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Southern Historical Society Papers, Volume 11. (ed. Reverend J. William Jones) 2 2 Browse Search
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Browsing named entities in Southern Historical Society Papers, Volume 11. (ed. Reverend J. William Jones). You can also browse the collection for Rapides (Louisiana, United States) or search for Rapides (Louisiana, United States) in all documents.

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Southern Historical Society Papers, Volume 11. (ed. Reverend J. William Jones), General Beauregard's report of the battle of Drury's Bluff. (search)
esources from the mind rather than the body. His bearing was essentially military and dignified rather than graceful, and his movements were prompt, but easy and firm. He was, indeed, in appearance a model for the soldier. Leaving Louisville, Mr. Johnston proceeded to New Orleans and thence to Alexandria, La. After tarrying a few days with his brother, Judge Johnston, who resided at Alexandria, he proceeded, on horseback, in company with Leonard Gives and brother, and Major Bynum, of Rapides, La., to the camp of the defenders. Here he found an army of men composed of every character, without discipline or order, and whom Santa Anna had characterized as the Tumultuario of the Mississippi Valley. When Mr. Johnston reached the Texan army, then under the command of General Thomas J. Rusk, though he bore letters of introduction from his old commander, General Atkinson of the Fifth infantry, and other distinguished persons in the States, he, with his instinctive dread of being an offi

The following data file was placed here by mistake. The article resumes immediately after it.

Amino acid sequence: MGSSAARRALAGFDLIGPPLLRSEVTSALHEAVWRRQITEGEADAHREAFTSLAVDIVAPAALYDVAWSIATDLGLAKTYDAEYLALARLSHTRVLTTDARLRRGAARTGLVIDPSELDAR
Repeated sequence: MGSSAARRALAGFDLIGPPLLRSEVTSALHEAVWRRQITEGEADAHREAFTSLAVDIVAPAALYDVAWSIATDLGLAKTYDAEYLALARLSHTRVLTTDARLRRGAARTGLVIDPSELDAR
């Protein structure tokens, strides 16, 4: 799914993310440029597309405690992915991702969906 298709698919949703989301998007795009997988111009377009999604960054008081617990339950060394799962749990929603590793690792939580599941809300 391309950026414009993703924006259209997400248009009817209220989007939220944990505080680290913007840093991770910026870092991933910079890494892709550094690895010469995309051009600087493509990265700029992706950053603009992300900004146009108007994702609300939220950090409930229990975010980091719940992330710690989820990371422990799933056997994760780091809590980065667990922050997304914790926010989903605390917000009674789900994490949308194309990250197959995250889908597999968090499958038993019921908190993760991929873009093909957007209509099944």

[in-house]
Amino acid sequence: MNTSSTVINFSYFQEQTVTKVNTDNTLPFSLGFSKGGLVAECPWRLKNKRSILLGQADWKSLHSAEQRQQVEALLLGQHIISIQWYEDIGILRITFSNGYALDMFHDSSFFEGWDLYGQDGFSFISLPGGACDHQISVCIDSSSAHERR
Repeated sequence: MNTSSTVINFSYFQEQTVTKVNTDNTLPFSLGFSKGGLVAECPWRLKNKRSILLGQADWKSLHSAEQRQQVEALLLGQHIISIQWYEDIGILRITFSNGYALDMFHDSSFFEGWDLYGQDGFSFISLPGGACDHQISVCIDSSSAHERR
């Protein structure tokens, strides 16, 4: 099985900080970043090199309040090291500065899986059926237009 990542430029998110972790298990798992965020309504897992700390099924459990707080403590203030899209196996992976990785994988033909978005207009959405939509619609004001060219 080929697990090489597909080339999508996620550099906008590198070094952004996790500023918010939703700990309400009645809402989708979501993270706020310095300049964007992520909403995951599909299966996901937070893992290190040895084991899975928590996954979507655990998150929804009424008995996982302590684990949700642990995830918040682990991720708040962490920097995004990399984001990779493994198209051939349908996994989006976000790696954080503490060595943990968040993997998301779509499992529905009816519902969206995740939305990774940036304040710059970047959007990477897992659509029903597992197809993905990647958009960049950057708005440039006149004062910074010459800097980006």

Southern Historical Society Papers, Volume 11. (ed. Reverend J. William Jones), Laying the corner Stone of the monument tomb of the Army of Tennessee Association, New Orleans. (search)
esources from the mind rather than the body. His bearing was essentially military and dignified rather than graceful, and his movements were prompt, but easy and firm. He was, indeed, in appearance a model for the soldier. Leaving Louisville, Mr. Johnston proceeded to New Orleans and thence to Alexandria, La. After tarrying a few days with his brother, Judge Johnston, who resided at Alexandria, he proceeded, on horseback, in company with Leonard Gives and brother, and Major Bynum, of Rapides, La., to the camp of the defenders. Here he found an army of men composed of every character, without discipline or order, and whom Santa Anna had characterized as the Tumultuario of the Mississippi Valley. When Mr. Johnston reached the Texan army, then under the command of General Thomas J. Rusk, though he bore letters of introduction from his old commander, General Atkinson of the Fifth infantry, and other distinguished persons in the States, he, with his instinctive dread of being an offi